Poland said Monday it would ask Berlin for permission to send German-built Leopard tanks to Ukraine as its Western allies move to supply Kyiv with more powerful military hardware to thwart Russia’s invasion. Germany has hesitated to approve sending tanks to Ukraine. But Polish officials took heart from remarks Sunday by German Foreign Minister Annalena Baerbock that Berlin wouldn’t seek to stop Poland from providing Leopard 2 battle tanks.
Polish Prime Minister Mateusz Morawiecki didn’t specify when the request to Germany will be made. He said that Poland is building a coalition of nations ready to send Leopard 2 battle tanks to Ukraine.
Poland needs the consent of Germany, which builds the tanks, to send them to a non-NATO country.
But even if Germany doesn’t grant permission, Warsaw will make its own decisions, Morawiecki said at a news conference.
Ukraine says tanks — and especially the Leopards — are vital to its war effort. Both sides’ battlefield positions are mostly deadlocked during winter, with new ground offensives expected in the spring. Russia’s forces are much larger than Ukraine’s, so Kyiv wants to gain an advantage in weaponry and fuller backing from its Western allies.
Poland has become a leading advocate in the European Union for giving military aid to help Ukraine prevail 11 months after the Kremlin’s forces invaded. Germany’s hesitation has drawn criticism, particularly from Poland and the Baltic countries on NATO’s eastern flank that feel especially threatened by Russia.
Although Berlin has provided substantial aid, it has been criticized for dragging its feet on providing military hardware.
German government spokesman Steffen Hebestreit said it was important for Germany not to take a “reckless” step it might regret, adding that a decision will not be rushed.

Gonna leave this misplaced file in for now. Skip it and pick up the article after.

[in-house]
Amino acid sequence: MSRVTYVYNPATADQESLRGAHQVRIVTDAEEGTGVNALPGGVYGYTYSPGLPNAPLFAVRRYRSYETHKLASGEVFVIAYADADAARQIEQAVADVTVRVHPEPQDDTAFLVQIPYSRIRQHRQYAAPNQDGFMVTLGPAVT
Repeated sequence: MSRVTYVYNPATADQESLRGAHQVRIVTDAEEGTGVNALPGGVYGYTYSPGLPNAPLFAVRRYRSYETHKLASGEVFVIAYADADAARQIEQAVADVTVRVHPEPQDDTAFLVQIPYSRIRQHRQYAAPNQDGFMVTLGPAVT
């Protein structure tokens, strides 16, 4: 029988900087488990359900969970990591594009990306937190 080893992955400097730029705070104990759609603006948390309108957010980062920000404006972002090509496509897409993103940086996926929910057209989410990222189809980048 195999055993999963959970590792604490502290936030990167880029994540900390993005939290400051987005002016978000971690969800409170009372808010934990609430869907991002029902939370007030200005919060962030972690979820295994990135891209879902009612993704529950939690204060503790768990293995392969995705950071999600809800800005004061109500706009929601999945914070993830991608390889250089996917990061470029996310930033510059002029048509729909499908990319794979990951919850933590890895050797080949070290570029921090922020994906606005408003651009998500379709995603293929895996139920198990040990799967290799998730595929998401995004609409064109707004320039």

“These are hard questions of life and death,” he added. “We have to ask what this means for the defense of our own country.”
Pressed on how long a decision on sending tanks might take, Hebestreit said: “I assume that it’s not a question of months now.”
Previously, Polish officials have indicated that Finland and Denmark were ready to join Warsaw in sending Leopards to Ukraine. The United Kingdom has pledged to send Challenger tanks. French President Emmanuel Macron said Sunday he asked his defense minister to “work on” the possibility of sending Leclerc battle tanks to Ukraine.
But Macron said a decision hinged on three criteria that have also weighed on the minds of other Western leaders: that sharing the equipment doesn’t lead to an escalation of the conflict; that it would provide efficient and workable help when training time is taken into account; and that it wouldn’t weaken his own military.
Morawiecki said that while Poland intends to ask Germany for permission to send Leopard tanks to Ukraine, the request is “a secondary matter” as a group of EU countries look at how to help Kyiv.
“Naturally, these are not easy talks, but we will be taking efforts to break this barrier of unwillingness in various countries,” he said.
Baerbock, Germany’s top diplomat, told French television channel LCI on Sunday that Poland hasn’t formally asked for Berlin’s approval to share some of its Leopards, but added “if we were asked, we would not stand in the way.”
Regarding Baerbock’s comments, Morawiecki said that “exerting pressure makes sense” and that her words are a “spark of hope” that Germany may even take part in the coalition.
According to Morawiecki, Germany has “more than 350 active Leopards and about 200 in storage.”